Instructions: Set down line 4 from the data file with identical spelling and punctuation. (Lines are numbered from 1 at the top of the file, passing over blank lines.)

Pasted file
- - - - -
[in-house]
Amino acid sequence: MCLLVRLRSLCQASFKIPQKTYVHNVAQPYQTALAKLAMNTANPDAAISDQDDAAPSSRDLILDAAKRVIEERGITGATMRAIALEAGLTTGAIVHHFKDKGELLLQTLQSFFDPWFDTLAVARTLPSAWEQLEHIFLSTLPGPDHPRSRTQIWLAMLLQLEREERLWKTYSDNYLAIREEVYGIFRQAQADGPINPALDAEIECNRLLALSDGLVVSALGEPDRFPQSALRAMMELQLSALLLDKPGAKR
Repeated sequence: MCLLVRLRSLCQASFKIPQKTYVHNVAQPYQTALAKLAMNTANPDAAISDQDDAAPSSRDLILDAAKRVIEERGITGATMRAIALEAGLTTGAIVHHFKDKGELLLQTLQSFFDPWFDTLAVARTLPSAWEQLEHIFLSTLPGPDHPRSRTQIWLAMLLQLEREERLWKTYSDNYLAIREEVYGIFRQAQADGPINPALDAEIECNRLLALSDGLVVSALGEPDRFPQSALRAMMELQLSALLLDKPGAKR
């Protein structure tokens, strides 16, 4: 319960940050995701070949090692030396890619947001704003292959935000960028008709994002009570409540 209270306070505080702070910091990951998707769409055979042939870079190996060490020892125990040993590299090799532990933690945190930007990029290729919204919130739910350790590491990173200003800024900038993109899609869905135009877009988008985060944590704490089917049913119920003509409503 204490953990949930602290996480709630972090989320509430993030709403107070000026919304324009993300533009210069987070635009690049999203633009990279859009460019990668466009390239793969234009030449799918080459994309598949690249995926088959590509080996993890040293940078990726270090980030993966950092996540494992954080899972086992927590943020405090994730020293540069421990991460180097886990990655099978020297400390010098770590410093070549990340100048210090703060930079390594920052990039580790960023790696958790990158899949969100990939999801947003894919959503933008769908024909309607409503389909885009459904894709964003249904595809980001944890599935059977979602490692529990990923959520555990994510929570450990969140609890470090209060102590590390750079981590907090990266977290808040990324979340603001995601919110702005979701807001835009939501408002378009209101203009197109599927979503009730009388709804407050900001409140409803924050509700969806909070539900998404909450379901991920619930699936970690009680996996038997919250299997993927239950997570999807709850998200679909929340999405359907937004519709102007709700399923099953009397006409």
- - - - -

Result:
């Protein structure tokens, strides 16, 4: 319960940050995701070949090692030396890619947001704003292959935000960028008709994002009570409540 209270306070505080702070910091990951998707769409055979042939870079190996060490020892125990040993590299090799532990933690945190930007990029290729919204919130739910350790590491990173200003800024900038993109899609869905135009877009988008985060944590704490089917049913119920003509409503 204490953990949930602290996480709630972090989320509430993030709403107070000026919304324009993300533009210069987070635009690049999203633009990279859009460019990668466009390239793969234009030449799918080459994309598949690249995926088959590509080996993890040293940078990726270090980030993966950092996540494992954080899972086992927590943020405090994730020293540069421990991460180097886990990655099978020297400390010098770590410093070549990340100048210090703060930079390594920052990039580790960023790696958790990158899949969100990939999801947003894919959503933008769908024909309607409503389909885009459904894709964003249904595809980001944890599935059977979602490692529990990923959520555990994510929570450990969140609890470090209060102590590390750079981590907090990266977290808040990324979340603001995601919110702005979701807001835009939501408002378009209101203009197109599927979503009730009388709804407050900001409140409803924050509700969806909070539900998404909450379901991920619930699936970690009680996996038997919250299997993927239950997570999807709850998200679909929340999405359907937004519709102007709700399923099953009397006409």